The mound was originally conical in shape. Residents of the area leveled the top in 1840 to erect a judges' stand, as they ran horse races around the base of the mound at the time.

The Criel Mound was excavated in 1883–84 under the auspices of the US Bureau of Ethnology and the supervision of Col. P.W. Norris. The excavation was performed by Professor Cyrus Thomas of the Smithsonian Institution. Inside the mound, Professor Thomas found thirteen skeletons: two near the top of the mound, and eleven at the base. The skeletons at the base consisted of a single very large but badly decayed skeleton at the center, a "once most powerful man" which according to A.R. Sines who assisted Col. Norris in the excavation, measured "Six feet, 8 3–4 inches" (205 cm) from head to heel with broad shoulders, massive teeth and a very thick low and flat skull encased in a large copper headband.
This skeleton was surrounded by ten other skeletons arranged in a spoke-like pattern, with their feet pointing toward the central skeleton. The skeletons at the base had been wrapped in elm bark and were lying on a floor of white ash and bark. Several artifacts were found buried with the skeletons, including arrowheads, lanceheads, and shell and pottery fragments. The central skeleton was accompanied by a fish-dart, a lance-head, and a sheet of hammered native copper near the head. Holes found at the base of the mound suggest that the bodies at the base had been enclosed in a wooden vault.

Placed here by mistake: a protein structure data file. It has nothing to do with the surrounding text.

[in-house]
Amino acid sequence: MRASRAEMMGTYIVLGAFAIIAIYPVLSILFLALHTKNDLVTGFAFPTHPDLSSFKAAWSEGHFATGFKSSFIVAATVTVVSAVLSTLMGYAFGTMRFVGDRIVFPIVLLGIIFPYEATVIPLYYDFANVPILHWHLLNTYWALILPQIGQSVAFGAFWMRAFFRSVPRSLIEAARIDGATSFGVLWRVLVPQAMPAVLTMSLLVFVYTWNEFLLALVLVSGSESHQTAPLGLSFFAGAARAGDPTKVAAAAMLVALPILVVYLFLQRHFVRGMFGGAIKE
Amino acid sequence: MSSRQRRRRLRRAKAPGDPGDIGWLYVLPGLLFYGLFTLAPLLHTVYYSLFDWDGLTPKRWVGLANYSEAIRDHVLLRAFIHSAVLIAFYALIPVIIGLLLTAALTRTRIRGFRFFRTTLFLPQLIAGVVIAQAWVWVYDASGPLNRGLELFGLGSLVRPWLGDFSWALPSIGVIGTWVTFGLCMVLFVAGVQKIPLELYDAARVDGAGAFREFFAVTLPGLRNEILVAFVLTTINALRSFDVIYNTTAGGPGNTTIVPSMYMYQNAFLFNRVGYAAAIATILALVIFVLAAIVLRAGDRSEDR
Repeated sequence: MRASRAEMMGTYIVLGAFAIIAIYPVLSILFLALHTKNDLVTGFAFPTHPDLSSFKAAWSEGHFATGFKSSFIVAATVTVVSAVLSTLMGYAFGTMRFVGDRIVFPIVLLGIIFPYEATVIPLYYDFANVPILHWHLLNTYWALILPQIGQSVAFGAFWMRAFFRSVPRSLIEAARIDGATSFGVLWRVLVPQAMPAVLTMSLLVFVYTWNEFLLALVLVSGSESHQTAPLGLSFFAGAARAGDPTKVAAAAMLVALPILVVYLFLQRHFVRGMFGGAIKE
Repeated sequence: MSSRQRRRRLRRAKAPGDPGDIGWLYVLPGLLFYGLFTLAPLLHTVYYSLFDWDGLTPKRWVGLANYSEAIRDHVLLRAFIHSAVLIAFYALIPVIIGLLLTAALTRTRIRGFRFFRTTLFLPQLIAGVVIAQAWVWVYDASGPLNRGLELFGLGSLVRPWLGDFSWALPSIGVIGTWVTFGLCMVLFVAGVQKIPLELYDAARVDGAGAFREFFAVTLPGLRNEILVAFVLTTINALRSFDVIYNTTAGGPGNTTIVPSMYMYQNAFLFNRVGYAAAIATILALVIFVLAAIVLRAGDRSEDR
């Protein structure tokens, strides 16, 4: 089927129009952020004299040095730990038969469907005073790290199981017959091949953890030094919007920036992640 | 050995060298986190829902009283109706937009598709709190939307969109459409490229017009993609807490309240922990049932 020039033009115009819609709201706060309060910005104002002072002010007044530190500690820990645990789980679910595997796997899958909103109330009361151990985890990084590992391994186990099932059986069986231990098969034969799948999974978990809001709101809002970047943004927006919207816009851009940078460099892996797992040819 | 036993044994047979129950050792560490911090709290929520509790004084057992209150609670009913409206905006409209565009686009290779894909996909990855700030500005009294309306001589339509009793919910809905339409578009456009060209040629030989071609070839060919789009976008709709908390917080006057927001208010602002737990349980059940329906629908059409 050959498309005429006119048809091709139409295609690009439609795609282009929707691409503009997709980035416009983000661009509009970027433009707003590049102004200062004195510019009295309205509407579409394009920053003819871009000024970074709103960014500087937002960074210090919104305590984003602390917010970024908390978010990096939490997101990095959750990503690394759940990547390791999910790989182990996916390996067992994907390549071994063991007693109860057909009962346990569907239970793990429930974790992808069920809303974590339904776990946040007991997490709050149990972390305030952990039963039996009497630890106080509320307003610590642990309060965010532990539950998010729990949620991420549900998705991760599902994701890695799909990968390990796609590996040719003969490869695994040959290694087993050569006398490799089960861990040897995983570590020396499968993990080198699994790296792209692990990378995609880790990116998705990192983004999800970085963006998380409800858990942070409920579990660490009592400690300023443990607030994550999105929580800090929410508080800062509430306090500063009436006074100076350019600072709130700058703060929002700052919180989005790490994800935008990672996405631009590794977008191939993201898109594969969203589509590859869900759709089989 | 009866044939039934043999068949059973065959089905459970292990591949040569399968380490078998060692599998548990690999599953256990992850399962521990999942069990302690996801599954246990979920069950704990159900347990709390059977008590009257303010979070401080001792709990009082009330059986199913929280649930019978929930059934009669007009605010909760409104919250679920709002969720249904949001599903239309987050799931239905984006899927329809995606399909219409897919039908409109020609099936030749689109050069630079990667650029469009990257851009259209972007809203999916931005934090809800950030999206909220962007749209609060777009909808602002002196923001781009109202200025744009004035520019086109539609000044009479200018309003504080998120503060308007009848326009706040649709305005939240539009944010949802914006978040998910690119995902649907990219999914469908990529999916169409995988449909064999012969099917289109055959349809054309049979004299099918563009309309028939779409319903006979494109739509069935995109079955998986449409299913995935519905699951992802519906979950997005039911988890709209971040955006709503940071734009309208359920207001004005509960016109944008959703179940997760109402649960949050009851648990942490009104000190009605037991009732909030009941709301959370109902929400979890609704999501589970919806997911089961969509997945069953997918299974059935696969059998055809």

The Criel Mound is part of the second-largest known concentration of Adena mounds and circular enclosures. This area extends for eight miles (13 km) along the upper terraces of the Kanawha River floodplain, in the vicinity of present-day Charleston. In 1894, Cyrus Thomas reported 50 mounds in this area, ranging from 3’ to 35’ in height and from 35’ to 200’ in diameter. He also reported finding eight to ten circular earthworks, enclosing from 1 to 30 acres (120,000 m2). Stone mounds dotted the bluffs above the floodplain.

While many of the original Adena mounds were destroyed during later development of the area, a few remain. The Wilson Mound is in a private cemetery in South Charleston. The Shawnee Reservation Mound still exists in Institute, West Virginia.

Today, the Criel Mound is the centerpiece of Staunton Park, a small municipal park maintained by the city of South Charleston. It is a gathering place for community activities, such as arts and crafts fairs, revivals, memorial services, sunrise services, and town carnivals.